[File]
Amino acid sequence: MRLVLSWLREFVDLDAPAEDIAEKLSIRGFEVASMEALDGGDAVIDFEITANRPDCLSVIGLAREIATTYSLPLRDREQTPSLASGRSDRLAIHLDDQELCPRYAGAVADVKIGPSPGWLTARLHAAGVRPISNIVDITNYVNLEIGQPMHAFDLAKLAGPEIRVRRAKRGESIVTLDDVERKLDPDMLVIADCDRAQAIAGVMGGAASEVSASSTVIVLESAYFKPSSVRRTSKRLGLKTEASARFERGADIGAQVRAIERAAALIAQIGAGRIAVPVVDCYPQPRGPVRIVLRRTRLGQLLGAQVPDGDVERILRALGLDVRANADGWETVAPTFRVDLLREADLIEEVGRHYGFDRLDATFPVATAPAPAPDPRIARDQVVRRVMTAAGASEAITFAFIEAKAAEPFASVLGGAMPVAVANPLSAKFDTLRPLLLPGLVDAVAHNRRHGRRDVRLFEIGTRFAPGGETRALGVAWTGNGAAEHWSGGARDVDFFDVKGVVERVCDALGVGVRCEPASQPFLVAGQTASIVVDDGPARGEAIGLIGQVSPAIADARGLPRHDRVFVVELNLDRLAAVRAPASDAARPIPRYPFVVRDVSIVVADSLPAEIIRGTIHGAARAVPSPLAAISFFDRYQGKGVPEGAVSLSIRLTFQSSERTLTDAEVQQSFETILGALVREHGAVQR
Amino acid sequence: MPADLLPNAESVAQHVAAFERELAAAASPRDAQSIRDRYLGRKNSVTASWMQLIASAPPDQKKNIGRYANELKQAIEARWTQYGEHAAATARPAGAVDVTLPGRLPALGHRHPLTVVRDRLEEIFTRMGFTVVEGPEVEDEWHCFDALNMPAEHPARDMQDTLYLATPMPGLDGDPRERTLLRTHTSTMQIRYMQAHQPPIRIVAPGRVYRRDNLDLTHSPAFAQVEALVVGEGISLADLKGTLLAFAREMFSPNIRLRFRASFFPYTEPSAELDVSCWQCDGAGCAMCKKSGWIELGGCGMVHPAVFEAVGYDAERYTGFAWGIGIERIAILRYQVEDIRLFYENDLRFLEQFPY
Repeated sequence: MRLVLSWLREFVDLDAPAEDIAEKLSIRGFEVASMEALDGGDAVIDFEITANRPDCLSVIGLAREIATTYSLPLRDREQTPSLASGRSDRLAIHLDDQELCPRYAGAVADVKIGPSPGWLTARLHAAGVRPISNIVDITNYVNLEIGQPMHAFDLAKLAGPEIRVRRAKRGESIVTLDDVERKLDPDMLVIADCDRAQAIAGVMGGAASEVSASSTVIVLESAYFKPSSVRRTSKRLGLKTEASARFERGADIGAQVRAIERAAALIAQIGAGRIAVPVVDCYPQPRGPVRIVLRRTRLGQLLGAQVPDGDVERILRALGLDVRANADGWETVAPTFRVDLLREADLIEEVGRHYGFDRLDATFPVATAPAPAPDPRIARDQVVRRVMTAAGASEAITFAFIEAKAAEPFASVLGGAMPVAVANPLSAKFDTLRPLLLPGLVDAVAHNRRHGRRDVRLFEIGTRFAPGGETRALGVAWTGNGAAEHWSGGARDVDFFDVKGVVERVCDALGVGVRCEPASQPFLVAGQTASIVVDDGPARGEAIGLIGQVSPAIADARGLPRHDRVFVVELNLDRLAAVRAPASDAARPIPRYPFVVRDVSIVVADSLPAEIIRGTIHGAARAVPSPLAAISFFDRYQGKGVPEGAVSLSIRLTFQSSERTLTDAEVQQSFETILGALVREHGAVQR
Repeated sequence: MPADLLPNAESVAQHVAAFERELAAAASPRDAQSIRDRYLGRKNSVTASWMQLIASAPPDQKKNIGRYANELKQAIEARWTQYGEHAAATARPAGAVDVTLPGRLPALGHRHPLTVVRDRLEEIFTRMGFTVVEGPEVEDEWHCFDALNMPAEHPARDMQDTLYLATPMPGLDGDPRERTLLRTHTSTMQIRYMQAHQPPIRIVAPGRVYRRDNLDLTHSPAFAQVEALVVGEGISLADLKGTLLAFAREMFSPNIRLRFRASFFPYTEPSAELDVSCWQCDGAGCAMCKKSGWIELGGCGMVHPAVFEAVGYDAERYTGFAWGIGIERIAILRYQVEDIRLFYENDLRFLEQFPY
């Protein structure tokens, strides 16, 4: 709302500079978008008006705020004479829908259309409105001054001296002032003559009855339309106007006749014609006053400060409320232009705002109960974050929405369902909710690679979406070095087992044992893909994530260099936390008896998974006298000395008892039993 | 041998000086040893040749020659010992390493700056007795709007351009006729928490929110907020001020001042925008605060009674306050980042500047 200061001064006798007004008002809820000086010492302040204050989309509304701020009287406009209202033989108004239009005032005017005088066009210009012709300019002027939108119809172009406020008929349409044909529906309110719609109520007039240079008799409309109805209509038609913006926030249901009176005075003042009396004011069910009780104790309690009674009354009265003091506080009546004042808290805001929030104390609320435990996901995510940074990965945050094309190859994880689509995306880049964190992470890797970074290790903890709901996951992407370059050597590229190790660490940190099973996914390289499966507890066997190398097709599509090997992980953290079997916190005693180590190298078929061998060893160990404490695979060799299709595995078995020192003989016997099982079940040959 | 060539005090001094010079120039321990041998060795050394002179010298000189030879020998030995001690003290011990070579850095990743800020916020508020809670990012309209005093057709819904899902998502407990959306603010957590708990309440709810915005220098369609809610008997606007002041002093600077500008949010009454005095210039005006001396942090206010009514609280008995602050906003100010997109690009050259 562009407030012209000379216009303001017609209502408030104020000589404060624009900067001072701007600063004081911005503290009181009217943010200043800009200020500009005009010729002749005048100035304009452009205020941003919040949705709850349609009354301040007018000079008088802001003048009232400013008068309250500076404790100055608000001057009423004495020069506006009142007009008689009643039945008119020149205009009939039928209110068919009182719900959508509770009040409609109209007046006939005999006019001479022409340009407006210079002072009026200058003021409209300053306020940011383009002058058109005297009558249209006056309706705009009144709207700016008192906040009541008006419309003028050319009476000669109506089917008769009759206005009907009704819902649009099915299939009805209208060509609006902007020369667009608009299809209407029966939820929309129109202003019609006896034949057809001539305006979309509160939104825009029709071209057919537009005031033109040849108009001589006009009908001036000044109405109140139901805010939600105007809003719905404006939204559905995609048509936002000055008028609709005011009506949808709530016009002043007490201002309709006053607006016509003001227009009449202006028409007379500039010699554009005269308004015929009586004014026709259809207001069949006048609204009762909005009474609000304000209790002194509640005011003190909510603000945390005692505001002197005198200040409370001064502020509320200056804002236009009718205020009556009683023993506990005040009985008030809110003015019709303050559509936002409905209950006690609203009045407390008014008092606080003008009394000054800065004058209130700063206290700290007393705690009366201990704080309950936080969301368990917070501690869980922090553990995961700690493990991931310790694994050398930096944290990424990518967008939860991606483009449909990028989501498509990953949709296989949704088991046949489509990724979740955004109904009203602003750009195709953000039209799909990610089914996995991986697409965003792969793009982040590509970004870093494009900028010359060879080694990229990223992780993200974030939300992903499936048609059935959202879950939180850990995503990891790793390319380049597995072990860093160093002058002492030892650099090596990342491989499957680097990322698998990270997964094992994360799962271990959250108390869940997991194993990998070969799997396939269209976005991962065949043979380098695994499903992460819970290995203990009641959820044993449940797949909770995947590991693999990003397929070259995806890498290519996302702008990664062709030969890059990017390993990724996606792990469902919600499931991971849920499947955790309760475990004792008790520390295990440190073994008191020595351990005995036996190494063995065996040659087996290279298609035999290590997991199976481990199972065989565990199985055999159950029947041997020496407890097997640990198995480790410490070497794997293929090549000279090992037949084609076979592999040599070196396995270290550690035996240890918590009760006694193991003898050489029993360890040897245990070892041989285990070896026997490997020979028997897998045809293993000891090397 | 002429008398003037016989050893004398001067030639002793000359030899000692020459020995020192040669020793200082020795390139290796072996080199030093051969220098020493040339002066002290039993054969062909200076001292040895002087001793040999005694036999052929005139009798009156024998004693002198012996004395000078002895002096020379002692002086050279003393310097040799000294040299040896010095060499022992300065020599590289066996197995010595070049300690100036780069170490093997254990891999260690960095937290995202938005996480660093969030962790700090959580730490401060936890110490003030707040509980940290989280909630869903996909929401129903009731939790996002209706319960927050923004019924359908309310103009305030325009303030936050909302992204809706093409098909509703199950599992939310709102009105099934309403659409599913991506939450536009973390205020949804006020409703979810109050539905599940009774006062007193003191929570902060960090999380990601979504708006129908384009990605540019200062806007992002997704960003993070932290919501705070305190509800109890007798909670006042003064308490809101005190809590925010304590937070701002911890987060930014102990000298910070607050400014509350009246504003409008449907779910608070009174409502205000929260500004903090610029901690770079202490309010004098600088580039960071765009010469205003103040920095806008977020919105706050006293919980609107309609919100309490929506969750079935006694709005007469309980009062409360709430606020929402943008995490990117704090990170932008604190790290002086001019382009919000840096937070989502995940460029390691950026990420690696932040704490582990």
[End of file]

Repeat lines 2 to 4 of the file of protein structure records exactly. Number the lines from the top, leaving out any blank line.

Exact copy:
Amino acid sequence: MPADLLPNAESVAQHVAAFERELAAAASPRDAQSIRDRYLGRKNSVTASWMQLIASAPPDQKKNIGRYANELKQAIEARWTQYGEHAAATARPAGAVDVTLPGRLPALGHRHPLTVVRDRLEEIFTRMGFTVVEGPEVEDEWHCFDALNMPAEHPARDMQDTLYLATPMPGLDGDPRERTLLRTHTSTMQIRYMQAHQPPIRIVAPGRVYRRDNLDLTHSPAFAQVEALVVGEGISLADLKGTLLAFAREMFSPNIRLRFRASFFPYTEPSAELDVSCWQCDGAGCAMCKKSGWIELGGCGMVHPAVFEAVGYDAERYTGFAWGIGIERIAILRYQVEDIRLFYENDLRFLEQFPY
Repeated sequence: MRLVLSWLREFVDLDAPAEDIAEKLSIRGFEVASMEALDGGDAVIDFEITANRPDCLSVIGLAREIATTYSLPLRDREQTPSLASGRSDRLAIHLDDQELCPRYAGAVADVKIGPSPGWLTARLHAAGVRPISNIVDITNYVNLEIGQPMHAFDLAKLAGPEIRVRRAKRGESIVTLDDVERKLDPDMLVIADCDRAQAIAGVMGGAASEVSASSTVIVLESAYFKPSSVRRTSKRLGLKTEASARFERGADIGAQVRAIERAAALIAQIGAGRIAVPVVDCYPQPRGPVRIVLRRTRLGQLLGAQVPDGDVERILRALGLDVRANADGWETVAPTFRVDLLREADLIEEVGRHYGFDRLDATFPVATAPAPAPDPRIARDQVVRRVMTAAGASEAITFAFIEAKAAEPFASVLGGAMPVAVANPLSAKFDTLRPLLLPGLVDAVAHNRRHGRRDVRLFEIGTRFAPGGETRALGVAWTGNGAAEHWSGGARDVDFFDVKGVVERVCDALGVGVRCEPASQPFLVAGQTASIVVDDGPARGEAIGLIGQVSPAIADARGLPRHDRVFVVELNLDRLAAVRAPASDAARPIPRYPFVVRDVSIVVADSLPAEIIRGTIHGAARAVPSPLAAISFFDRYQGKGVPEGAVSLSIRLTFQSSERTLTDAEVQQSFETILGALVREHGAVQR
Repeated sequence: MPADLLPNAESVAQHVAAFERELAAAASPRDAQSIRDRYLGRKNSVTASWMQLIASAPPDQKKNIGRYANELKQAIEARWTQYGEHAAATARPAGAVDVTLPGRLPALGHRHPLTVVRDRLEEIFTRMGFTVVEGPEVEDEWHCFDALNMPAEHPARDMQDTLYLATPMPGLDGDPRERTLLRTHTSTMQIRYMQAHQPPIRIVAPGRVYRRDNLDLTHSPAFAQVEALVVGEGISLADLKGTLLAFAREMFSPNIRLRFRASFFPYTEPSAELDVSCWQCDGAGCAMCKKSGWIELGGCGMVHPAVFEAVGYDAERYTGFAWGIGIERIAILRYQVEDIRLFYENDLRFLEQFPY